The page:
The foodborne pathogen Listeria monocytogenes causes the potentially lethal disease listeriosis. Within food-associated environments, L. monocytogenes can persist for long periods and increase the risk of contamination by continued presence in processing facilities or other food-associated environments. Most research on phenotyping of persistent L. monocytogenes’ has explored biofilm formation and sanitizer resistance, with less data examining persistent L. monocytogenes’ phenotypic responses to extrinsic factors, such as variations in osmotic pressure, pH, and energy source availability. It was hypothesized that isolates of persistent strains are able to grow, and grow faster, under a broader range of intrinsic and extrinsic factors compared to closely related isolates of sporadic strains.
To test this hypothesis, 95 isolates (representing 74 isolates of 20 persistent strains and 21 isolates of sporadic strains) from a series of previous studies in retail delis, were grown at 37 °C, in (i) stress conditions: salt (0, 5, and 10% NaCl), pH (5.2, 7.2, and 9.2), and sanitizer (benzalkonium chloride, 0, 2, and 5 μg/mL) and (ii) energy sources: 25 mM glucose, cellobiose, glycogen, fructose, lactose, and sucrose; the original goal was to follow up with low temperature experiments for treatments where significant differences were observed. Growth rate and the ability to grow of 95 isolates were determined using high-throughput, OD600, growth curves. All stress conditions reduced growth rates in isolates compared to control (p < 0.05). In addition, growth varied by the tested energy sources. In chemically defined, minimal media there was a trend toward more isolates showing growth in all replicates using cellobiose (p = 0.052) compared to the control (glucose) and fewer isolates able to grow in glycogen (p = 0.02), lactose (p = 2.2 × 10− 16), and sucrose (p = 2.2 × 10− 16). Still, at least one isolate was able to consistently grow in every replicate for each energy source.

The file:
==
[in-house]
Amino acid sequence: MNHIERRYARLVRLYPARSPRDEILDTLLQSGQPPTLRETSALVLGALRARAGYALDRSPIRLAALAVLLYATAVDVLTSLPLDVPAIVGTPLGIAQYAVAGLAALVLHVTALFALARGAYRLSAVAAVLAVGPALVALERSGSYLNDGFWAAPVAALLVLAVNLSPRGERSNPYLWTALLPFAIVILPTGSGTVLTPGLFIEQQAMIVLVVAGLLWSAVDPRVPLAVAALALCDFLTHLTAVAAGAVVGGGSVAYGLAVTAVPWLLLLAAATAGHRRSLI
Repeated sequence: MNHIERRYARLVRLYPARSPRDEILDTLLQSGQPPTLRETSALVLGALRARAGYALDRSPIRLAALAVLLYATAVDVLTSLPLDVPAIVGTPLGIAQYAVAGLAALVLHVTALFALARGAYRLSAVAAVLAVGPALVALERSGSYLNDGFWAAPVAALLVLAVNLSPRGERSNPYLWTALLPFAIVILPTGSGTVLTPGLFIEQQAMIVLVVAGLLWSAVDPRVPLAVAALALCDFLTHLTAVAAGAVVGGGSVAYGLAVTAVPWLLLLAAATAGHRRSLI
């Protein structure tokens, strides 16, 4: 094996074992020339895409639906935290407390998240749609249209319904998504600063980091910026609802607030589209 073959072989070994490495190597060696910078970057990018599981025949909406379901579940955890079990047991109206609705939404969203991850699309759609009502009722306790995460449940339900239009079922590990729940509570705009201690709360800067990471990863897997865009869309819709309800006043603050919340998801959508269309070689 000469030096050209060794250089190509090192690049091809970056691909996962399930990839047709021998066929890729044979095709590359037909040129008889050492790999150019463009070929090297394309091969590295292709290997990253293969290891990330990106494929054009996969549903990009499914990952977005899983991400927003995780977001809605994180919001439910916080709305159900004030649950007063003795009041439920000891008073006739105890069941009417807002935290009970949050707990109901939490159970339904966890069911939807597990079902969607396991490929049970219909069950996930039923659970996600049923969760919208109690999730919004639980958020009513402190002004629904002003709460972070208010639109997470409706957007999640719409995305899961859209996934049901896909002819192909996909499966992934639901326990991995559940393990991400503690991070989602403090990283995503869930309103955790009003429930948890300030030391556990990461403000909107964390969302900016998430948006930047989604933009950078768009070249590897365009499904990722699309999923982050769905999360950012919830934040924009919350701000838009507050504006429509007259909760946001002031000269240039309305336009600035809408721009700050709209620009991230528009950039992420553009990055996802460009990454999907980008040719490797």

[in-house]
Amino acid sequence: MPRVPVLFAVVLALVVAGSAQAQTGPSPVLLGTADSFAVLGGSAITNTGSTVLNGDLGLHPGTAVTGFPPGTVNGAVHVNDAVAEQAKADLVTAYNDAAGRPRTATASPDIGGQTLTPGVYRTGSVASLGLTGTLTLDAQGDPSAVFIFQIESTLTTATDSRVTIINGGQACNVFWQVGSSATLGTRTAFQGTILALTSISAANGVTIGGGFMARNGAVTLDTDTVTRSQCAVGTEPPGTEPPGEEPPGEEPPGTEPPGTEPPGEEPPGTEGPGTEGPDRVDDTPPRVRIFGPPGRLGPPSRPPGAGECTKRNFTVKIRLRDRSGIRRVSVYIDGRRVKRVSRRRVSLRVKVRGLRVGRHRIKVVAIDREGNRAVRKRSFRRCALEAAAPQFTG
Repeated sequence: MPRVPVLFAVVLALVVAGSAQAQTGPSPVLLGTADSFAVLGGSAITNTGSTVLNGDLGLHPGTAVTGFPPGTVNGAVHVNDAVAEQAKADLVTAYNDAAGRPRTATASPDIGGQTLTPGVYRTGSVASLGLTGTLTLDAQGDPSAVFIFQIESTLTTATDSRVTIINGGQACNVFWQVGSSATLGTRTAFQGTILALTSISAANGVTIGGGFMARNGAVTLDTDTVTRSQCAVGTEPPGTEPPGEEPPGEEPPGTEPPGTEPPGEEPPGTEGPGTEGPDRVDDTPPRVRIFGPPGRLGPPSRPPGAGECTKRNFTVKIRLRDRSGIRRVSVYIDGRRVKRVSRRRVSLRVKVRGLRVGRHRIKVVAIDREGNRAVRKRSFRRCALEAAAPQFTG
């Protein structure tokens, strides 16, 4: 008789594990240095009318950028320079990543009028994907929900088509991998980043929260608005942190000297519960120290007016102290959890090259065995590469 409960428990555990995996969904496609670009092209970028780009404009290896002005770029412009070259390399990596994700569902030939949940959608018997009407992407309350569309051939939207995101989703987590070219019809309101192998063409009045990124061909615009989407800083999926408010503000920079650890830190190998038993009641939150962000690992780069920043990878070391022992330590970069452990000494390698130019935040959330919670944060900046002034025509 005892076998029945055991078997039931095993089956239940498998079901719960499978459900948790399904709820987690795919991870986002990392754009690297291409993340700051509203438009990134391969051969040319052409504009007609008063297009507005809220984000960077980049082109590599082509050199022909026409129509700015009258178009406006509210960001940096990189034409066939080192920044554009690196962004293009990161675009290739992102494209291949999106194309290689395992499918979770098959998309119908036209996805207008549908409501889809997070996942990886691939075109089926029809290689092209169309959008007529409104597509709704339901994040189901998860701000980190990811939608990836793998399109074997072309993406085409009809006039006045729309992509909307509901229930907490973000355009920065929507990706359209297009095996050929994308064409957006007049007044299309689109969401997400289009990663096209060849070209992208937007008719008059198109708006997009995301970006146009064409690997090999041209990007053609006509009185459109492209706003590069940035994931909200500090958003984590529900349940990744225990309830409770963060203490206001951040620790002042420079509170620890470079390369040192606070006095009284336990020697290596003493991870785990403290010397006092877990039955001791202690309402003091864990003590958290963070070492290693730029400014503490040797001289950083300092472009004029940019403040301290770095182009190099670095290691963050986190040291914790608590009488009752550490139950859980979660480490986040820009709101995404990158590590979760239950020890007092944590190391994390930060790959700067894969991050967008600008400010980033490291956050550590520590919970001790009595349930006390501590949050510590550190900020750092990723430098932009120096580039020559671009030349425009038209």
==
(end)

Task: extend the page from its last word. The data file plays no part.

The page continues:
The central hypothesis was rejected, as there was not a significant difference in growth rate or ability to grow for retail deli isolates of persistent strains compared to sporadic strains for any treatments at 37 °C. Therefore, these data suggest that persistence is likely not determined by a phenotype unique to persistent strains grown at 37 °C and exposed to extrinsic stresses or variation in energy sources.